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Texas Drought Status Webinar: April 27, 2022

Event Date
April 27, 2022
Event Time
10:00 am - 11:00 am

Drought in Texas has expanded and worsened during early 2022. The US Drought monitor shows 53.5% of the state in Extreme (D3) or Exceptional (D4) drought, the highest percentage since February of 2012. In this webinar John Nielsen-Gammon, Texas State Climatologist, and Victor Murphy, with the National Weather Service, talked about current drought conditions, the long-range forecast, and the impact recent precipitation had on drought conditions across the state.

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Welcome to the Texas Drought Conditions Webinar

Speaker: Joel Lisonbee, NOAA's National Integrated Drought Information System (NIDIS), Cooperative Institute for Research in Environmental Sciences (CIRES) / University of Colorado Boulder

  • Welcome
  • Introducing the speakers:
    • Dr. John Nielsen-Gammon, Texas A&M University, Texas State Climatologist, Southern Regional Climate Center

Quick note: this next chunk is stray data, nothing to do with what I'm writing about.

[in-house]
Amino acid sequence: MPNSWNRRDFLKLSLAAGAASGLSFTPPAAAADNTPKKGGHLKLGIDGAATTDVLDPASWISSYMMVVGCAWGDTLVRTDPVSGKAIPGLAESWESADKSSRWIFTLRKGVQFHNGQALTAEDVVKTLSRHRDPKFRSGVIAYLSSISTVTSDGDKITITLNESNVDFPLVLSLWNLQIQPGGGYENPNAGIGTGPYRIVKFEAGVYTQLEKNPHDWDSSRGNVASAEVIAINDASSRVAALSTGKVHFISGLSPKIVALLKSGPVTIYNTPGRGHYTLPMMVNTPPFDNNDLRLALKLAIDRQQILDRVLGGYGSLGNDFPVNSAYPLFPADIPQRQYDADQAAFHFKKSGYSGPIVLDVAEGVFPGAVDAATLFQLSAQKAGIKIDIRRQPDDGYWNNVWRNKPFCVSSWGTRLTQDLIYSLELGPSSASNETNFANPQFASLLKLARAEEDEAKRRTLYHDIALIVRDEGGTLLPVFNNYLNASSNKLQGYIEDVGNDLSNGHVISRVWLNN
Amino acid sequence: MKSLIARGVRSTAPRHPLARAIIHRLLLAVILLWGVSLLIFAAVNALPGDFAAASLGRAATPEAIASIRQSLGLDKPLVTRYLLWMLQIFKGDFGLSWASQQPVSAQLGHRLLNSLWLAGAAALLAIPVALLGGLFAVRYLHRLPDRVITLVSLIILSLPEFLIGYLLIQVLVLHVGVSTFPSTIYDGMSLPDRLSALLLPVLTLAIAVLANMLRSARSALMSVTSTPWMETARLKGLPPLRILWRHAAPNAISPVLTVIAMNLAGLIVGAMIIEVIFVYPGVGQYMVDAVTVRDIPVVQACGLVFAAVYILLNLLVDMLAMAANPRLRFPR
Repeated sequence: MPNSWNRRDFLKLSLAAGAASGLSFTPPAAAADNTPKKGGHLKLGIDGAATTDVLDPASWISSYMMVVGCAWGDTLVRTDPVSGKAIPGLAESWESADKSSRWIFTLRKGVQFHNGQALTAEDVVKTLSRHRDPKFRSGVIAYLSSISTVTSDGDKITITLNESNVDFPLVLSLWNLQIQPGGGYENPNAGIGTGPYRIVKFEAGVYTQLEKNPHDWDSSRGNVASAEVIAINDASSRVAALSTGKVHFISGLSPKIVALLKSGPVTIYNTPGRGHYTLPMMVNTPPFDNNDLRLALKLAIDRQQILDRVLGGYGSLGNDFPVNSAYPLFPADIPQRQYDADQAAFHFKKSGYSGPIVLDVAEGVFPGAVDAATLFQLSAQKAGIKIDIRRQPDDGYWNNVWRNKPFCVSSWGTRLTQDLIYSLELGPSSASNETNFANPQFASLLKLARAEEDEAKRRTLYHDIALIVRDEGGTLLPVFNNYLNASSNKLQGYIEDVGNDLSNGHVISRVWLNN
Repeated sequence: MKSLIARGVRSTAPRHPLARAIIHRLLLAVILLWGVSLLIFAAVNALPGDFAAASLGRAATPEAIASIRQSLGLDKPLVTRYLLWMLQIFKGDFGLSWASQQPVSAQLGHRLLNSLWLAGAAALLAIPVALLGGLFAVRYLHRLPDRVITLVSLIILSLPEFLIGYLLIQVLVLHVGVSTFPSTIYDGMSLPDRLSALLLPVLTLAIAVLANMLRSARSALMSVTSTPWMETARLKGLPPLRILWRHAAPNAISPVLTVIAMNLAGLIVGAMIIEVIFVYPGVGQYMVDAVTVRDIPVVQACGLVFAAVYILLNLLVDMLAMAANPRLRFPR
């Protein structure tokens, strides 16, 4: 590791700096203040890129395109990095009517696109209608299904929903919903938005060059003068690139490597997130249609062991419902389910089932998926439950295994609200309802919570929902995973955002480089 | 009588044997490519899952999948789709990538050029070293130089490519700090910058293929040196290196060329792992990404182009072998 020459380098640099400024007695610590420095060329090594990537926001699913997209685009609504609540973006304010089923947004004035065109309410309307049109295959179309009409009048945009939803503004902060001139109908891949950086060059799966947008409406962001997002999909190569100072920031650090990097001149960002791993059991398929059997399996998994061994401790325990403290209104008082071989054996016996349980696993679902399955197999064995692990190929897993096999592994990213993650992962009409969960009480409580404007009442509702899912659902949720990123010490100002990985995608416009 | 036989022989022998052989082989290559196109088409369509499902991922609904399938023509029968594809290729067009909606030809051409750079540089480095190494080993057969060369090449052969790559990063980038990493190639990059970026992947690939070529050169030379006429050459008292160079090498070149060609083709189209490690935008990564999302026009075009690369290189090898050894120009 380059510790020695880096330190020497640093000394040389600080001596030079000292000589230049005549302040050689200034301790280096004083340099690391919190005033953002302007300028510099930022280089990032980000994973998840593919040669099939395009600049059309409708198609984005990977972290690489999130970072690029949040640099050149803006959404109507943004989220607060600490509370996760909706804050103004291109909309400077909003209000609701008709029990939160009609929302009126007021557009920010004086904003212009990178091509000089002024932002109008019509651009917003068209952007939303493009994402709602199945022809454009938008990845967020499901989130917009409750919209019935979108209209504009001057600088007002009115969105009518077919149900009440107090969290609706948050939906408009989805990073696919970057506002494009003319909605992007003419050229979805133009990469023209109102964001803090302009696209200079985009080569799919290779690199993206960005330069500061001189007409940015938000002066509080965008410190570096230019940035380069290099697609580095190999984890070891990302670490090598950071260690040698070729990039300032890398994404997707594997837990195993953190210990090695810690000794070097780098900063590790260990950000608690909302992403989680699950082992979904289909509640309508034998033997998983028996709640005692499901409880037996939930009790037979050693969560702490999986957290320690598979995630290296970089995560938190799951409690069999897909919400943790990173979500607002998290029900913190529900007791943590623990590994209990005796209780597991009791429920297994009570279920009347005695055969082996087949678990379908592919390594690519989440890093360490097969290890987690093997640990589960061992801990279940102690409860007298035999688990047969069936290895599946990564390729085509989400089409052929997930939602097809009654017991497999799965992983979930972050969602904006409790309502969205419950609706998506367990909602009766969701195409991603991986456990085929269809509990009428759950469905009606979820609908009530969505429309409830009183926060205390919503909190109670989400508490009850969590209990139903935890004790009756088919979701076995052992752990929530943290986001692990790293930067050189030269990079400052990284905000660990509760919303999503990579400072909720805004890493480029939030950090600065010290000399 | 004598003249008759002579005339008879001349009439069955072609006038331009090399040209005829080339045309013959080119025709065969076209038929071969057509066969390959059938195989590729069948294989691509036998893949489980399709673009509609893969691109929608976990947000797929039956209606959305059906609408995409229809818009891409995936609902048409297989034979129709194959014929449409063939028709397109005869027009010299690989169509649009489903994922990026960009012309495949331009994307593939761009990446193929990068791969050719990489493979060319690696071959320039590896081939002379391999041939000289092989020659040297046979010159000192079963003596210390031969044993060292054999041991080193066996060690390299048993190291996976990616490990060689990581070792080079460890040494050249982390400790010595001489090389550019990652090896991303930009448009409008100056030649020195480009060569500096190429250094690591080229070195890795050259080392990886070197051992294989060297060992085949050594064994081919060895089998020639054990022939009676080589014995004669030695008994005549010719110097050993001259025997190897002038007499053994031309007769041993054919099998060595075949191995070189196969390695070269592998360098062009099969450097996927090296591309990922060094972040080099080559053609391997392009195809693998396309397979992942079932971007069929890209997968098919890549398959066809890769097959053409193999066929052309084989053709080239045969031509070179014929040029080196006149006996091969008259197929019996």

• Victor Murphy, NOAA National Weather Service Southern Region



Texas Drought Status

Speaker: John Nielsen-Gammon, Texas State Climatologist

  • Recent rainfall improved conditions over northeast Texas, but western Texas continues in exceptional (D4) drought conditions.
  • Current widespread dry conditions began around September 2021. This includes several locations, such as Lubbock, that have seen the driest September through April period on record.
  • The 24-month Standardized Precipitation Index shows that regions along the Rio Grande, the Texas Hill Country, and the Texas Panhandle are having to deal with longer-term drought issues.



Drought Outlook for Texas for May–August 2022

Speaker: Victor Murphy, National Weather Service Southern Region

  • Except for deep south Texas and El Paso, April–June is generally the wettest time of the year for most of Texas. Rainfall during these months will be critical for potential drought improvement.
  • Tropical cyclone activity is a huge wildcard starting in June. NOAA will release the Atlantic Basin Outlook on May 25.
  • Seasonal outlooks show that far north and northeast Texas look okay through mid-May with only moderate drought at worst. The forecast is less rosy afterwards.
  • Monsoonal rains in July–September will determine the outlook for El Paso and far west Texas.
  • August–October rainfall will determine the fate of deep south Texas and the lower coast.
  • Elsewhere, forecasts are not too optimistic for drought recovery through the summer.



Questions & Answers

Moderator: Joel Lisonbee, NOAA/NIDIS, CIRES/CU Boulder